Want to know how other people pay for college? Sallie Mae’s recently-released annual report will tell you. This year’s survey was done in March and April of this year and reflects the 2019-2020 school year. A few key points:
- College costs went up. On average families paid just over $30,000 for the 2019-2020 academic year, compared with just over $26,000 in 2018-2019 and 2017-2018. This was across income levels and types of institutions.
- Parents’ contributions from income and savings increased by about $5,000 compared with the previous academic year, and a higher percentage of parents paid for some portion of college: 83% in 2019-2020 versus 66% in the previous year. Grant and scholarship funding decreased slightly, while student borrowing mostly held steady and parent borrowing declined slightly.
- Fewer families received scholarships and grants, too: 58% used scholarships and 48% used grants in the just-concluded school year, compared with 65% and 48%, respectively. At the same time, scholarships and grant amounts increased an average of 5%.
- Student loans covered about 1/5 of the cost for a typical family. 30% of students used federal student loans, 13% used private student loans and 6% used another type of loan including credit cards. Among families that borrowed, students borrowed an average of $11,836 and parents borrowed an average of $12,535. About 2/3 of those who borrowed had always planned to borrow, so clearly a large portion of families is experiencing higher costs than they had foreseen.
What to make of these numbers? Parents paying more and borrowing less, and less reliance on scholarship and grant dollars likely reflects income gains at the upper end of the income spectrum reducing many families’ aid packages or freeing up additional cash flow dollars to reduce borrowing needs. Student borrowing tends to remain steady year-to-year because of the caps on student loans.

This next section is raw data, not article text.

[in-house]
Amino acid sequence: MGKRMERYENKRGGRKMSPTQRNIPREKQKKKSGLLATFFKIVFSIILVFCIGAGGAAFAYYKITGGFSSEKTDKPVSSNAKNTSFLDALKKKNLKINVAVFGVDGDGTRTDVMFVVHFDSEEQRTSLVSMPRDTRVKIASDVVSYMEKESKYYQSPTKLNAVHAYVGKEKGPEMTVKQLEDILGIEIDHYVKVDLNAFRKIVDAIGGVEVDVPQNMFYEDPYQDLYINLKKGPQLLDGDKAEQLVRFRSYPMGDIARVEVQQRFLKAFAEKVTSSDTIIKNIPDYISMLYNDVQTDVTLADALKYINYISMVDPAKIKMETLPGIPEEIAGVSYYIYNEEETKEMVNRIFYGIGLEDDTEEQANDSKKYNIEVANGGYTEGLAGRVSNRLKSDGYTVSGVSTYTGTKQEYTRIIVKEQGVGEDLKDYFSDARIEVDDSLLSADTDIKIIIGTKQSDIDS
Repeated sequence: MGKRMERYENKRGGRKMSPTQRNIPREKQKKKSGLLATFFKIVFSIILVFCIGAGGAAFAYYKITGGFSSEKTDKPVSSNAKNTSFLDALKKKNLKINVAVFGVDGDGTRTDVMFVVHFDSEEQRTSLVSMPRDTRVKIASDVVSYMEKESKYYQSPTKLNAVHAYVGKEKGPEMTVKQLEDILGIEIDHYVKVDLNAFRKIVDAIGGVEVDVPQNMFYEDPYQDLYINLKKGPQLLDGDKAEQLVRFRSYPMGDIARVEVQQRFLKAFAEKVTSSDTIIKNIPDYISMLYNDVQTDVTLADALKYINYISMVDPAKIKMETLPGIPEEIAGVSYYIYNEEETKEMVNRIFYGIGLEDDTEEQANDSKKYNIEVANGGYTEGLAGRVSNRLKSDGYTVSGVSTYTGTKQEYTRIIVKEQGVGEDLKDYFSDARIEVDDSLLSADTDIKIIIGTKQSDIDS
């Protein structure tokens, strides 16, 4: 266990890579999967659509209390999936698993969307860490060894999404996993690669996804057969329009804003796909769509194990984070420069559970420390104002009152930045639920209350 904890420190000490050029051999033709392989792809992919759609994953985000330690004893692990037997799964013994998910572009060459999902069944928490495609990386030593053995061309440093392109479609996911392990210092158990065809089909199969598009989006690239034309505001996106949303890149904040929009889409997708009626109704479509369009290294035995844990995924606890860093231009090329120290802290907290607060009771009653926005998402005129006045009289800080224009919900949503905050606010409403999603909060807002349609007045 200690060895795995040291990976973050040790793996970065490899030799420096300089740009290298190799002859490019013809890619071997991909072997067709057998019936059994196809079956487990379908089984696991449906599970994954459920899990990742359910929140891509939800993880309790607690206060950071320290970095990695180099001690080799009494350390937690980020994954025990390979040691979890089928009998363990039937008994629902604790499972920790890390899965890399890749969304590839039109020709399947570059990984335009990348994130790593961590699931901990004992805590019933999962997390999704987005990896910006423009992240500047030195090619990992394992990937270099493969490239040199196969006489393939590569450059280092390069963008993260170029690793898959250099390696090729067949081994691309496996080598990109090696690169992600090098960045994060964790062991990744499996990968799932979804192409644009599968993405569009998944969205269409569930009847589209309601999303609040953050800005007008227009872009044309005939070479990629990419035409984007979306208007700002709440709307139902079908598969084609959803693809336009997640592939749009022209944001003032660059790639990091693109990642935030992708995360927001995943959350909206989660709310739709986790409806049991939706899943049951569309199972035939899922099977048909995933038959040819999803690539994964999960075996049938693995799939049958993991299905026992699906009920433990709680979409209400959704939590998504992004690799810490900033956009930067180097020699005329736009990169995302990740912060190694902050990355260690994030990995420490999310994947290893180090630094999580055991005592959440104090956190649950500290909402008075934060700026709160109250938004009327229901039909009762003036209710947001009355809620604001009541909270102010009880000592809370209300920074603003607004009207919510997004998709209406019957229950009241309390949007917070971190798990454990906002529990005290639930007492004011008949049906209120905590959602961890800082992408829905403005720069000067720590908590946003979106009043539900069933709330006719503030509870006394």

On the good news side, more than half of families—52%– have an actual plan for paying for college. This percentage increased across the income spectrum compared with the previous year.
Across the board, 71% of families submitted the FAFSA for last school year, which is a decrease from the previous year. The completion rate was lowest—66%– among the lowest income level, which in this survey is annual income under $35,000. Several improvements have been made to the FAFSA to eliminate some systemic hurdles for lower income students, but there is definitely more work to be done in simplifying the process.
Speaking of complexity, 43% of families found at least one component of their financial aid award letter difficult to understand, primarily out-of-pocket expenses, amount of student loans and total cost of attendance.
Since the survey was done in March and April of this year, questions about the pandemic were included as well. At the time of the survey:
- 78% of families said their student intended to continue attending their current school, and 68% were comfortable with returning to campus in the fall
- 13% were uncertain about the coming school year
- Only 7% had changed their enrollment plans
Families are much more concerned about college affordability and the value of education than about health risks. And families are fairly evenly split between whether they’re receiving adequate value for the cost when classes are online.
The full report is available here.